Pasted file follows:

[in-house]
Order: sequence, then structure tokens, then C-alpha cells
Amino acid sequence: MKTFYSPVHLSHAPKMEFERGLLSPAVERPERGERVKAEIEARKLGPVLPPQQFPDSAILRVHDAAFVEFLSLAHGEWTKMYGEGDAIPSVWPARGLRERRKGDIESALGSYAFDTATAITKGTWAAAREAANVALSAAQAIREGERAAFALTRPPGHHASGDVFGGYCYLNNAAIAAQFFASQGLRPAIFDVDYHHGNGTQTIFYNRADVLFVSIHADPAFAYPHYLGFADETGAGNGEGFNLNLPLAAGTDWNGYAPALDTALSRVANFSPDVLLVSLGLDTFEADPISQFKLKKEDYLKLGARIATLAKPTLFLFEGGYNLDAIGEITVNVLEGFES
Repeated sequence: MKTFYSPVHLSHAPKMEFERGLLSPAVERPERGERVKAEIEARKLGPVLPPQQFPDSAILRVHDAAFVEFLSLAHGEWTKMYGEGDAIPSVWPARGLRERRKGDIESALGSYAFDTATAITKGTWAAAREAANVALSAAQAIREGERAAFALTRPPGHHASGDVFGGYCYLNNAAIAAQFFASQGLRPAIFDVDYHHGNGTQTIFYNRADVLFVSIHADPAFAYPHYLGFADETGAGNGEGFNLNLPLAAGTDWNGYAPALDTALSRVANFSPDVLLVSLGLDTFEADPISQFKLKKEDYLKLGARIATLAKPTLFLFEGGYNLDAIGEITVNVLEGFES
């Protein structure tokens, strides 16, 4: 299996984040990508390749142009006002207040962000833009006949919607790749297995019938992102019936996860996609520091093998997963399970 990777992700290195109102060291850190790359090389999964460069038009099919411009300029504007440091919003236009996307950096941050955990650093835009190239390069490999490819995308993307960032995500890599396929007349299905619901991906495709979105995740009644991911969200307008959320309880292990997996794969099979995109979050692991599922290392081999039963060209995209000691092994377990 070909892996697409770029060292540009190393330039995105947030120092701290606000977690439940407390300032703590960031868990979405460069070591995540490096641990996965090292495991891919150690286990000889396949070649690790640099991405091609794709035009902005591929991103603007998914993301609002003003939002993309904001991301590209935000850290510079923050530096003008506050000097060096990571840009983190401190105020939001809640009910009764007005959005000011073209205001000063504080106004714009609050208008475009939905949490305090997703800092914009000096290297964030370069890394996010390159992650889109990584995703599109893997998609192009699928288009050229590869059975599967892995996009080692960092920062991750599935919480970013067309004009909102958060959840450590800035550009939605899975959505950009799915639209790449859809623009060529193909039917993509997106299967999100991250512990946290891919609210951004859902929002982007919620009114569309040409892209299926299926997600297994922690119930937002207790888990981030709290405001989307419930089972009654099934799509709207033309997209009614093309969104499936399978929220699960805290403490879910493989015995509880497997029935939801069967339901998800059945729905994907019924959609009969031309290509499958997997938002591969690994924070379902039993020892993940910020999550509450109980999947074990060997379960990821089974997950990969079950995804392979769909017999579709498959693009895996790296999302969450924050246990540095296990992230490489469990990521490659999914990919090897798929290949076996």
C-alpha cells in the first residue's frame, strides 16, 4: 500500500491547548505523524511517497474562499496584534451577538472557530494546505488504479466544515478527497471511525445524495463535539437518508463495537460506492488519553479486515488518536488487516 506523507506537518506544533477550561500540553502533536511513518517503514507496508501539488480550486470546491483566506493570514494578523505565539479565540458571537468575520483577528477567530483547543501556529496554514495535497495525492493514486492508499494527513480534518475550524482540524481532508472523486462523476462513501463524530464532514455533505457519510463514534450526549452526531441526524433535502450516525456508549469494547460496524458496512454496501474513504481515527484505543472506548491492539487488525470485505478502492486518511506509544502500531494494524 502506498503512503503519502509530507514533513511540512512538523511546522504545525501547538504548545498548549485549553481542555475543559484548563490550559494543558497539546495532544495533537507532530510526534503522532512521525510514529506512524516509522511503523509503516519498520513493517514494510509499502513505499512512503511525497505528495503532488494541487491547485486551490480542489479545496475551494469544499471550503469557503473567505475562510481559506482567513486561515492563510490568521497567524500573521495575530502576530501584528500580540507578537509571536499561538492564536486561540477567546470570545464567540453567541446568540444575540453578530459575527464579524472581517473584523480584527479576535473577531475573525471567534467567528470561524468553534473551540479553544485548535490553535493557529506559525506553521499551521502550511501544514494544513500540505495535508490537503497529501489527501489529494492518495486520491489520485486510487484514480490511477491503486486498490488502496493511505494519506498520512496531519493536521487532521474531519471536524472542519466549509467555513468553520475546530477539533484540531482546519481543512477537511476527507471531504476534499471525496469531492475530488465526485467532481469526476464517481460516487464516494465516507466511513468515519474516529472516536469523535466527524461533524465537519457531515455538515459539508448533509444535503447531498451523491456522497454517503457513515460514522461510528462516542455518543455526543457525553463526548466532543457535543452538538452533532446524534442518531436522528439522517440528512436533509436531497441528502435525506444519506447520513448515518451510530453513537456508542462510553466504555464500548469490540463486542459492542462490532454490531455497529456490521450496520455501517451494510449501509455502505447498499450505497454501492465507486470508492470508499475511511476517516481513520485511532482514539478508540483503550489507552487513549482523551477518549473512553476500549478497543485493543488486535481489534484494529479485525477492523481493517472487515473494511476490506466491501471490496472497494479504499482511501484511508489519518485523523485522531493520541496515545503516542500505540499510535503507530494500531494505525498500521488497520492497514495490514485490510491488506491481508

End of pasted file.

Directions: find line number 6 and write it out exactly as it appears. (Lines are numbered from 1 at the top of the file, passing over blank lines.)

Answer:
C-alpha cells in the first residue's frame, strides 16, 4: 500500500491547548505523524511517497474562499496584534451577538472557530494546505488504479466544515478527497471511525445524495463535539437518508463495537460506492488519553479486515488518536488487516 506523507506537518506544533477550561500540553502533536511513518517503514507496508501539488480550486470546491483566506493570514494578523505565539479565540458571537468575520483577528477567530483547543501556529496554514495535497495525492493514486492508499494527513480534518475550524482540524481532508472523486462523476462513501463524530464532514455533505457519510463514534450526549452526531441526524433535502450516525456508549469494547460496524458496512454496501474513504481515527484505543472506548491492539487488525470485505478502492486518511506509544502500531494494524 502506498503512503503519502509530507514533513511540512512538523511546522504545525501547538504548545498548549485549553481542555475543559484548563490550559494543558497539546495532544495533537507532530510526534503522532512521525510514529506512524516509522511503523509503516519498520513493517514494510509499502513505499512512503511525497505528495503532488494541487491547485486551490480542489479545496475551494469544499471550503469557503473567505475562510481559506482567513486561515492563510490568521497567524500573521495575530502576530501584528500580540507578537509571536499561538492564536486561540477567546470570545464567540453567541446568540444575540453578530459575527464579524472581517473584523480584527479576535473577531475573525471567534467567528470561524468553534473551540479553544485548535490553535493557529506559525506553521499551521502550511501544514494544513500540505495535508490537503497529501489527501489529494492518495486520491489520485486510487484514480490511477491503486486498490488502496493511505494519506498520512496531519493536521487532521474531519471536524472542519466549509467555513468553520475546530477539533484540531482546519481543512477537511476527507471531504476534499471525496469531492475530488465526485467532481469526476464517481460516487464516494465516507466511513468515519474516529472516536469523535466527524461533524465537519457531515455538515459539508448533509444535503447531498451523491456522497454517503457513515460514522461510528462516542455518543455526543457525553463526548466532543457535543452538538452533532446524534442518531436522528439522517440528512436533509436531497441528502435525506444519506447520513448515518451510530453513537456508542462510553466504555464500548469490540463486542459492542462490532454490531455497529456490521450496520455501517451494510449501509455502505447498499450505497454501492465507486470508492470508499475511511476517516481513520485511532482514539478508540483503550489507552487513549482523551477518549473512553476500549478497543485493543488486535481489534484494529479485525477492523481493517472487515473494511476490506466491501471490496472497494479504499482511501484511508489519518485523523485522531493520541496515545503516542500505540499510535503507530494500531494505525498500521488497520492497514495490514485490510491488506491481508